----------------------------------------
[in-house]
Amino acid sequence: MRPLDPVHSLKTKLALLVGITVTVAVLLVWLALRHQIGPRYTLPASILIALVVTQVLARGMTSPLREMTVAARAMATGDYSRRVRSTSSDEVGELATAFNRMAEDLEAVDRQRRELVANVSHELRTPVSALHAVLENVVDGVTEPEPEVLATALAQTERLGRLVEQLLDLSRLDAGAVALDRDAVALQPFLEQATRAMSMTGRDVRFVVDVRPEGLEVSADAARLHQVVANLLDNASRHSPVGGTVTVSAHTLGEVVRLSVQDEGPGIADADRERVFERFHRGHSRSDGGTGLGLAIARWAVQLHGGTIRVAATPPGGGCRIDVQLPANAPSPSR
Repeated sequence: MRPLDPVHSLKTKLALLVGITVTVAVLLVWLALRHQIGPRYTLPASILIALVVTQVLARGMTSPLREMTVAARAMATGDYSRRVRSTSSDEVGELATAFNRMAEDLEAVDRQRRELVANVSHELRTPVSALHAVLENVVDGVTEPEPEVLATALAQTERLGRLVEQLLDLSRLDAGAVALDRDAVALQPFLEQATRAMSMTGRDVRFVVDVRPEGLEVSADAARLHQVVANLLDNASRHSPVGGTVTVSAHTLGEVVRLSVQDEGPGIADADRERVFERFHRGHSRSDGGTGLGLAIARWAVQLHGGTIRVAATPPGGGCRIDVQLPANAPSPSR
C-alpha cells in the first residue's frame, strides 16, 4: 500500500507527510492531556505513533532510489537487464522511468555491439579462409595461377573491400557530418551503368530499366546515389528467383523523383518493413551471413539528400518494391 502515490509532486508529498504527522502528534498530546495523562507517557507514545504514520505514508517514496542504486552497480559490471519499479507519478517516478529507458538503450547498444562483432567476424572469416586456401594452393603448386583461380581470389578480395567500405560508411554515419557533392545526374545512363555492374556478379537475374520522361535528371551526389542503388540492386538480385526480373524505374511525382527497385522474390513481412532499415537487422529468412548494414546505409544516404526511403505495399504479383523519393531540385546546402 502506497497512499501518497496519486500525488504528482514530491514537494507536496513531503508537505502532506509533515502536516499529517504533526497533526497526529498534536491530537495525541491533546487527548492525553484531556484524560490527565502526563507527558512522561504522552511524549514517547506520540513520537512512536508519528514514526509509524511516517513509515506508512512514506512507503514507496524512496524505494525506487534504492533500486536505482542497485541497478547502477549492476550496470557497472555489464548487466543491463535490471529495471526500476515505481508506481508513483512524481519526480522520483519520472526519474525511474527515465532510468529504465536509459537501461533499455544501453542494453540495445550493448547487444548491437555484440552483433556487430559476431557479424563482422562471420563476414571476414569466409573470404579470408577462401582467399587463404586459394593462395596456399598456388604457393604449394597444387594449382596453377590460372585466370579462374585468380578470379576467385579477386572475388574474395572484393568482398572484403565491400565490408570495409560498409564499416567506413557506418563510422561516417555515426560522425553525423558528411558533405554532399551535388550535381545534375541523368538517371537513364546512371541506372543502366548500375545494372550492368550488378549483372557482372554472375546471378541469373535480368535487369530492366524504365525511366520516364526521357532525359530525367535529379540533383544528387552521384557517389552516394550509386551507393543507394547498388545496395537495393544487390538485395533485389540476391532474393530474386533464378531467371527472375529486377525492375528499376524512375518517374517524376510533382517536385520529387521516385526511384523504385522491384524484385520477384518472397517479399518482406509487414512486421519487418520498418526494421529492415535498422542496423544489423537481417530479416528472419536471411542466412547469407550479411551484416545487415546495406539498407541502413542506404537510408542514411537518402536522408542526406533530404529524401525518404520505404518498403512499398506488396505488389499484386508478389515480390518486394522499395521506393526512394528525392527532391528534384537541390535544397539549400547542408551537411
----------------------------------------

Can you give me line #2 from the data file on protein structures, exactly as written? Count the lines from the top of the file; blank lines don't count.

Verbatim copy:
Amino acid sequence: MRPLDPVHSLKTKLALLVGITVTVAVLLVWLALRHQIGPRYTLPASILIALVVTQVLARGMTSPLREMTVAARAMATGDYSRRVRSTSSDEVGELATAFNRMAEDLEAVDRQRRELVANVSHELRTPVSALHAVLENVVDGVTEPEPEVLATALAQTERLGRLVEQLLDLSRLDAGAVALDRDAVALQPFLEQATRAMSMTGRDVRFVVDVRPEGLEVSADAARLHQVVANLLDNASRHSPVGGTVTVSAHTLGEVVRLSVQDEGPGIADADRERVFERFHRGHSRSDGGTGLGLAIARWAVQLHGGTIRVAATPPGGGCRIDVQLPANAPSPSR